TAMPA — As a clothing saleswoman, Francy Cruz earns a salary that's a little more than minimum wage.
Still, when she saw a television ad urging eligible immigrants to apply for U.S. citizenship — a process that will cost her $1,350 for herself and her daughter — she decided to delay no more.
"It's an important step," said Cruz, who is from the Dominican Republic. "The United States means freedom and opportunity."
Cruz, 43, of Tampa will join dozens of other permanent residents today during Naturalization Day, an event held by local attorneys offering free legal advice and assistance to immigrants applying for citizenship.
Immigration lawyers and advocates say legal residents often put off applying for citizenship because of the $675 federal naturalization fee or the English-language requirement, though citizenship carries far more rights and benefits — including the ability to vote — than residency.
In one high-profile example that has showcased the risks of forgoing citizenship, U.S. immigration officials arrested former University of South Florida student Youssef Megahed days after a jury acquitted him of explosives charges. Megahed, a permanent resident whose family had already applied for his citizenship, was jailed and put in deportation proceedings.
That probably wouldn't have happened if he were already a citizen, said John Dubrule, director of litigation at Gulfcoast Legal Services Inc. in St. Petersburg, which will host the day of free legal assistance.
A naturalized citizen could be stripped of citizenship and subject to deportation, but the government would have to prove that the immigrant had committed fraud or terrorist acts before or in the process of becoming a citizen, he said.
Sometimes permanent residents who, years earlier, paid penalties or served sentences for nonviolent offenses, such as marijuana possession, find a big surprise waiting when they apply for citizenship, Dubrule said.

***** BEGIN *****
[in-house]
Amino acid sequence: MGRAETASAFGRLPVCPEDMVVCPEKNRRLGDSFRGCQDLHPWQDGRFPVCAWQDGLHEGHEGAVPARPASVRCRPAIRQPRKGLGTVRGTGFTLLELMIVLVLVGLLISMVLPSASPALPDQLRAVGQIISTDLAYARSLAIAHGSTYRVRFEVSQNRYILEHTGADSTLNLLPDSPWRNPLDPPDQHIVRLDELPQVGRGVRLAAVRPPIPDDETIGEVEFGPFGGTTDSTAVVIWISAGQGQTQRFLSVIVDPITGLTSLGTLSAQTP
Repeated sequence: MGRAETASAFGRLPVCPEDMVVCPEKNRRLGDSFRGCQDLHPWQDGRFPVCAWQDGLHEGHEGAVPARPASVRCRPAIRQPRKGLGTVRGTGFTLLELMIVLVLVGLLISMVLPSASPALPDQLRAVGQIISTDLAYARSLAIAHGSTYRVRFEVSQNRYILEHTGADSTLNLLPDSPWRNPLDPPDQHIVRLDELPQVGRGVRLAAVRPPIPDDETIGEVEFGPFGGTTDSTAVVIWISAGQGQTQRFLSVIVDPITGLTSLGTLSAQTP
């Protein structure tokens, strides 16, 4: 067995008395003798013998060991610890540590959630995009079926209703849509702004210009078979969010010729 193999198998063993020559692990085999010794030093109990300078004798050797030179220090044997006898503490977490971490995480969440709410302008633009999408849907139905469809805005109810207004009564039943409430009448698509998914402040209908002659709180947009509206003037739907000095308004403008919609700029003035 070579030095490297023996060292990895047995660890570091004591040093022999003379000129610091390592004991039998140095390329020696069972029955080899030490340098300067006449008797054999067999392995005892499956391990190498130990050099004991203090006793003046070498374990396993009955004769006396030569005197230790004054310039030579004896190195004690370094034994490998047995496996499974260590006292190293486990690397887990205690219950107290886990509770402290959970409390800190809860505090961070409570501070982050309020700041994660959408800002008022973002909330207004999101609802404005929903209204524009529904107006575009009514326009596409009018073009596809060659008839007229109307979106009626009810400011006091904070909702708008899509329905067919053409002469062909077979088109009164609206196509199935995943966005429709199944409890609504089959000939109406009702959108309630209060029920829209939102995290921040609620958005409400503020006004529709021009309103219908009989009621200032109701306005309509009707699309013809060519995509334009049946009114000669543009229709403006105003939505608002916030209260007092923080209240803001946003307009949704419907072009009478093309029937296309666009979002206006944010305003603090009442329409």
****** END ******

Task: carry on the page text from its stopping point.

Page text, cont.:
"We see a fair amount of people who come into our office from citizenship applications having been put into immigration deportation proceedings," he said.
A Human Rights Watch report released earlier this week showed that between 1997 and 2007, the government deported almost 900,000 noncitizens from the United States after they served their criminal sentences. Of those, 20 percent were legally in this country. The government expelled 77 percent for committing nonviolent offenses.
"Some of these noncitizens have been forced into permanent exile for nonviolent misdemeanor offenses, even if they served a short sentence with a perfect record of good conduct" followed by years of employment and roots in a community, according to the report, dubbed "Forced Apart."
The report raised questions about Immigration and Customs Enforcement's public touting of the deportation of violent immigrant criminals, when those immigrants make up the minority of deportations.
But for immigrants such as Francy Cruz, a criminal record is not the problem. Money is.
A single mother, she plans to seek legal advice at today's event. But she still doesn't know how she will pay for the application fee for herself and her 19-year-old daughter.
She'll find a way, she said. As a citizen, her college-bound daughter, who wants to become a lawyer, would qualify for more student loans. And Cruz could use loans to return to college and realize her own dream of becoming a nurse.
"If I'm a citizen, things will be much better," she said.
Saundra Amrhein can be reached at firstname.lastname@example.org or (813) 661-2441.